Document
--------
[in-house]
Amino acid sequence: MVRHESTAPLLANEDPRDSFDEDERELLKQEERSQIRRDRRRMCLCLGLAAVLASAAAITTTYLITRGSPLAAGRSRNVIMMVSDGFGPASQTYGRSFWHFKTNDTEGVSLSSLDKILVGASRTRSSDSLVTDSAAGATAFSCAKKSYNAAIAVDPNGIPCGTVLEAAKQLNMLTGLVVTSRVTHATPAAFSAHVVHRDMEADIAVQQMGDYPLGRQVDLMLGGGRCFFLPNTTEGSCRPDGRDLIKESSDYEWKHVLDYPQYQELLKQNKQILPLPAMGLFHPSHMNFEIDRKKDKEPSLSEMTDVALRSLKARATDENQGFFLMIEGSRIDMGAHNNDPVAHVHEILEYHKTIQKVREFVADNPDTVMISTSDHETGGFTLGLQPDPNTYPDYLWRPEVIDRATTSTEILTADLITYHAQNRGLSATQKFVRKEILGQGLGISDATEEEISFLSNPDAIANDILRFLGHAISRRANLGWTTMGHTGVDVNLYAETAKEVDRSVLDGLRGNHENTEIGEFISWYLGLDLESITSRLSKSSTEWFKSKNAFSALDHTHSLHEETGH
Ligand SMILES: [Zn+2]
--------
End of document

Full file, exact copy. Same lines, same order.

[in-house]
Amino acid sequence: MVRHESTAPLLANEDPRDSFDEDERELLKQEERSQIRRDRRRMCLCLGLAAVLASAAAITTTYLITRGSPLAAGRSRNVIMMVSDGFGPASQTYGRSFWHFKTNDTEGVSLSSLDKILVGASRTRSSDSLVTDSAAGATAFSCAKKSYNAAIAVDPNGIPCGTVLEAAKQLNMLTGLVVTSRVTHATPAAFSAHVVHRDMEADIAVQQMGDYPLGRQVDLMLGGGRCFFLPNTTEGSCRPDGRDLIKESSDYEWKHVLDYPQYQELLKQNKQILPLPAMGLFHPSHMNFEIDRKKDKEPSLSEMTDVALRSLKARATDENQGFFLMIEGSRIDMGAHNNDPVAHVHEILEYHKTIQKVREFVADNPDTVMISTSDHETGGFTLGLQPDPNTYPDYLWRPEVIDRATTSTEILTADLITYHAQNRGLSATQKFVRKEILGQGLGISDATEEEISFLSNPDAIANDILRFLGHAISRRANLGWTTMGHTGVDVNLYAETAKEVDRSVLDGLRGNHENTEIGEFISWYLGLDLESITSRLSKSSTEWFKSKNAFSALDHTHSLHEETGH
Ligand SMILES: [Zn+2]